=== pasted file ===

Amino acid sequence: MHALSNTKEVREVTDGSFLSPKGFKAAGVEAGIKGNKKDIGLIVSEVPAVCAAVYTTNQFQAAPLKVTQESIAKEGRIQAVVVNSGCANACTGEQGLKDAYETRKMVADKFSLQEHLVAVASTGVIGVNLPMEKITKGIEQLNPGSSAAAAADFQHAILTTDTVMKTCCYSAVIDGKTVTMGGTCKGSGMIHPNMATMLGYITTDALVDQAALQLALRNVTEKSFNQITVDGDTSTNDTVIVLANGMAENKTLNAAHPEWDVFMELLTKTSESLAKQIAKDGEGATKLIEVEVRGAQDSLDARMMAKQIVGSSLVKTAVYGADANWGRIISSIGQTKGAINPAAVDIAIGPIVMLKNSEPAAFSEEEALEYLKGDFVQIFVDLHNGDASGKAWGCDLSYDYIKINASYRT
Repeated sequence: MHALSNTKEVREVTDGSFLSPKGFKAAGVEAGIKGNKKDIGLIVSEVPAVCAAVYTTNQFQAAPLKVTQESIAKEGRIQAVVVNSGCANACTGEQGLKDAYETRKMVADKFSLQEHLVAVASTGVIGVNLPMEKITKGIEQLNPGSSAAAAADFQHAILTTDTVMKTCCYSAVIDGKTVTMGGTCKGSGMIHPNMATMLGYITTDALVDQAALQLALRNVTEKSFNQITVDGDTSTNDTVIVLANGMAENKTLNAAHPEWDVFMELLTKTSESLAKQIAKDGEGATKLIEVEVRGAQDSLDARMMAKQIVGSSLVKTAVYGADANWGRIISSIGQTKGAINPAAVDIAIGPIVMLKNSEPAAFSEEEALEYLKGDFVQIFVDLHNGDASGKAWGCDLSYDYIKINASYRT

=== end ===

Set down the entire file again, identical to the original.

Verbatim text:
Amino acid sequence: MHALSNTKEVREVTDGSFLSPKGFKAAGVEAGIKGNKKDIGLIVSEVPAVCAAVYTTNQFQAAPLKVTQESIAKEGRIQAVVVNSGCANACTGEQGLKDAYETRKMVADKFSLQEHLVAVASTGVIGVNLPMEKITKGIEQLNPGSSAAAAADFQHAILTTDTVMKTCCYSAVIDGKTVTMGGTCKGSGMIHPNMATMLGYITTDALVDQAALQLALRNVTEKSFNQITVDGDTSTNDTVIVLANGMAENKTLNAAHPEWDVFMELLTKTSESLAKQIAKDGEGATKLIEVEVRGAQDSLDARMMAKQIVGSSLVKTAVYGADANWGRIISSIGQTKGAINPAAVDIAIGPIVMLKNSEPAAFSEEEALEYLKGDFVQIFVDLHNGDASGKAWGCDLSYDYIKINASYRT
Repeated sequence: MHALSNTKEVREVTDGSFLSPKGFKAAGVEAGIKGNKKDIGLIVSEVPAVCAAVYTTNQFQAAPLKVTQESIAKEGRIQAVVVNSGCANACTGEQGLKDAYETRKMVADKFSLQEHLVAVASTGVIGVNLPMEKITKGIEQLNPGSSAAAAADFQHAILTTDTVMKTCCYSAVIDGKTVTMGGTCKGSGMIHPNMATMLGYITTDALVDQAALQLALRNVTEKSFNQITVDGDTSTNDTVIVLANGMAENKTLNAAHPEWDVFMELLTKTSESLAKQIAKDGEGATKLIEVEVRGAQDSLDARMMAKQIVGSSLVKTAVYGADANWGRIISSIGQTKGAINPAAVDIAIGPIVMLKNSEPAAFSEEEALEYLKGDFVQIFVDLHNGDASGKAWGCDLSYDYIKINASYRT